B.H. Roberts once wrote: “The prophet lived his life in crescendo. From small beginnings, it rose in breadth and power as he neared the close” (Teachings of the Prophet Joseph Smith, p. 356, footnote). Before his death he had focused on preparing the Saints for the time he would leave them to rest for a season—instructing them and summarizing his life’s teachings, building the temple, creating a record of their history, and ingraining his role as a prophet of God in their minds. Beyond this, what legacy did he leave behind? “In the short space of twenty years, he has brought forth the Book of Mormon, which he translated by the gift and power of God, and has been the means of publishing it on two continents; has sent the fullness of the everlasting gospel, which it contained, to the four quarters of the earth; has brought fort the revelations and commandments which compose this book of Doctrine and Covenants, and many other wise documents and instructions for the benefit of the children of men; gathered many thousands of the Latter-day Saints, founded a great city, and left a fame and name that cannot be slain” (D&C 135:3). Perhaps, more than anything, he left behind a people who were raised up to follow the Lord through his teachings, who serve in temples for the living and the dead, and who continue to follow prophets to this today, building strong Christians and families in the process.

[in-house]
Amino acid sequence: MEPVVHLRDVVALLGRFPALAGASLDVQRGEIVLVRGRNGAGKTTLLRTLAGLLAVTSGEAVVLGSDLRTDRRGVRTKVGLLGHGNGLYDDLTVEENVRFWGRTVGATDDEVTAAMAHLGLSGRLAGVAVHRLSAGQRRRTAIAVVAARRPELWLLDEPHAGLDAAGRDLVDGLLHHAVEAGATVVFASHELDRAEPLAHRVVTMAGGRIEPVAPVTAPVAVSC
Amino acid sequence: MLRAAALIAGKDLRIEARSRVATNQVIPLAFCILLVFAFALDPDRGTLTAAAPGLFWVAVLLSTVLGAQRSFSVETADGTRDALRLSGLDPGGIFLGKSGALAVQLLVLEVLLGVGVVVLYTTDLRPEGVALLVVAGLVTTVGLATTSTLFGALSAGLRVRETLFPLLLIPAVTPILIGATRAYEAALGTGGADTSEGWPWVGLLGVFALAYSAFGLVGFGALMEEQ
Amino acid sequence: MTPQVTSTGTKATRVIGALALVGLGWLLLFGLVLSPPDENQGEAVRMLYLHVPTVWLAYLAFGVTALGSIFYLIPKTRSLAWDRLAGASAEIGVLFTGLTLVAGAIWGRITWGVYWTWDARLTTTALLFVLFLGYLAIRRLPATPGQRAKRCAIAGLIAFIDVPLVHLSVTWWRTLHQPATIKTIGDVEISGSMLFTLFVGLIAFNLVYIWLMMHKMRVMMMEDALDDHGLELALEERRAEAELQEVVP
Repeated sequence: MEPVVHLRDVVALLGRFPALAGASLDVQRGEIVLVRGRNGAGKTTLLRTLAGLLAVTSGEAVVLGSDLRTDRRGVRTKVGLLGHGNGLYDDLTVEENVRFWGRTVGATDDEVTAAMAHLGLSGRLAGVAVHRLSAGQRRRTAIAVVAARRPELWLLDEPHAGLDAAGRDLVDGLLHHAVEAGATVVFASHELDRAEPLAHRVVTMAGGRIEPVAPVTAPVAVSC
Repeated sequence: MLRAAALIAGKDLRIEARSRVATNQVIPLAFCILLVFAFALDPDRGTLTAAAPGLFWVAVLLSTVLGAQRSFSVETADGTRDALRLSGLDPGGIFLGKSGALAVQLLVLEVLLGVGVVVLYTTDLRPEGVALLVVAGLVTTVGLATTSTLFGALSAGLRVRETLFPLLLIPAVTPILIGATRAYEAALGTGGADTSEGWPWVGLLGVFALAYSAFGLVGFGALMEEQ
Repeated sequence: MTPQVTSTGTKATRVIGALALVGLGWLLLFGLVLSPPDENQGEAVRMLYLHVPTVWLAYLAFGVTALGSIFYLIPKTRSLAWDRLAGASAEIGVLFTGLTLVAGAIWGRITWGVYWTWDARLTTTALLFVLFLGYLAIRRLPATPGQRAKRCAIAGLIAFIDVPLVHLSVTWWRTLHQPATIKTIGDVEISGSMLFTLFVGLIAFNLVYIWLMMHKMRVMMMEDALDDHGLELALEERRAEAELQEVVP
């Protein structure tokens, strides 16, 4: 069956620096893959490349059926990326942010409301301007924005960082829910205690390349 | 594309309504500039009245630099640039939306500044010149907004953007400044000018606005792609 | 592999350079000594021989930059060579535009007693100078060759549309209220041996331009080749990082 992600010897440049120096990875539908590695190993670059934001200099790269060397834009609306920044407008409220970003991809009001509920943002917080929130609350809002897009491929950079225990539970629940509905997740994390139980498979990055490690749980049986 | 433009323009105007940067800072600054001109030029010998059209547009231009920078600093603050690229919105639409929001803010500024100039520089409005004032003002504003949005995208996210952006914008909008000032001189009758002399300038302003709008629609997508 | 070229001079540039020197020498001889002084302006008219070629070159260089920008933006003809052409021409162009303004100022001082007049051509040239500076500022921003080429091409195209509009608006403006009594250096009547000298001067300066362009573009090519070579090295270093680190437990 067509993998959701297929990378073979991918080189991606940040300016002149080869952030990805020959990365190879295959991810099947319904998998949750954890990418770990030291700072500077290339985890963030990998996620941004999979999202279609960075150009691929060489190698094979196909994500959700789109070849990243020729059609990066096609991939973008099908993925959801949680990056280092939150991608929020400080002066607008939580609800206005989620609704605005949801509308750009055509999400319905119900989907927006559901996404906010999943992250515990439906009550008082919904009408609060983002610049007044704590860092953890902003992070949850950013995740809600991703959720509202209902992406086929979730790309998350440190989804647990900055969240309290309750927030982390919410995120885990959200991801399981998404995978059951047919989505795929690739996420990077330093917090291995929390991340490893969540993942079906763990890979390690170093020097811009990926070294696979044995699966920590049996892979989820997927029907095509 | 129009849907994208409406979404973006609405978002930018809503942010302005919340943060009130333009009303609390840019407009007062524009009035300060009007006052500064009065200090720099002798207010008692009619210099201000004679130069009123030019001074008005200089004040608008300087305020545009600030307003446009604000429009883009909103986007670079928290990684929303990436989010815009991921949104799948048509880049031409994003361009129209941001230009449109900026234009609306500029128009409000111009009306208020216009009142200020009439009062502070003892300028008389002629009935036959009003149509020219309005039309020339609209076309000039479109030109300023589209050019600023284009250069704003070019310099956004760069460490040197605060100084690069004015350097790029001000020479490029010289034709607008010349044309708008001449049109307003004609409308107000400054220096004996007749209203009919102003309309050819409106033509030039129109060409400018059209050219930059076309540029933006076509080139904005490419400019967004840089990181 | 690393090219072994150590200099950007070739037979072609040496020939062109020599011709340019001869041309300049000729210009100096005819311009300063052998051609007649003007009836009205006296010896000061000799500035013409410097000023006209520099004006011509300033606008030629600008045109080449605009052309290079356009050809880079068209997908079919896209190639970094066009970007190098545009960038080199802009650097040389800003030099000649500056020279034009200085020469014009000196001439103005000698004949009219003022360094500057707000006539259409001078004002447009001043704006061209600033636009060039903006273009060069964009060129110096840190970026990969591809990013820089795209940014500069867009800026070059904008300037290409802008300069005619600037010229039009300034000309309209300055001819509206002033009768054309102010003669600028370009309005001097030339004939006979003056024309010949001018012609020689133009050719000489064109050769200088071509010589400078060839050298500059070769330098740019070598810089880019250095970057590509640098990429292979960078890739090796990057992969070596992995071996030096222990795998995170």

For all of this, but more importantly, the witness of the Spirit of the Lord, I know that Joseph Smith was a prophet. There are things that I worry about in his life—things I do not yet understand—and I know he was but an imperfect human being, but I still know he was called of God to set in motion His great work in this day and age. “He lived great, and he died great in the eyes of God and his people; and like most of the Lord’s anointed in ancient times, has sealed his mission and his works with his own blood” (D&C 135:3).
Now, one final note: Here is a video about an interesting dream he had not long before his death: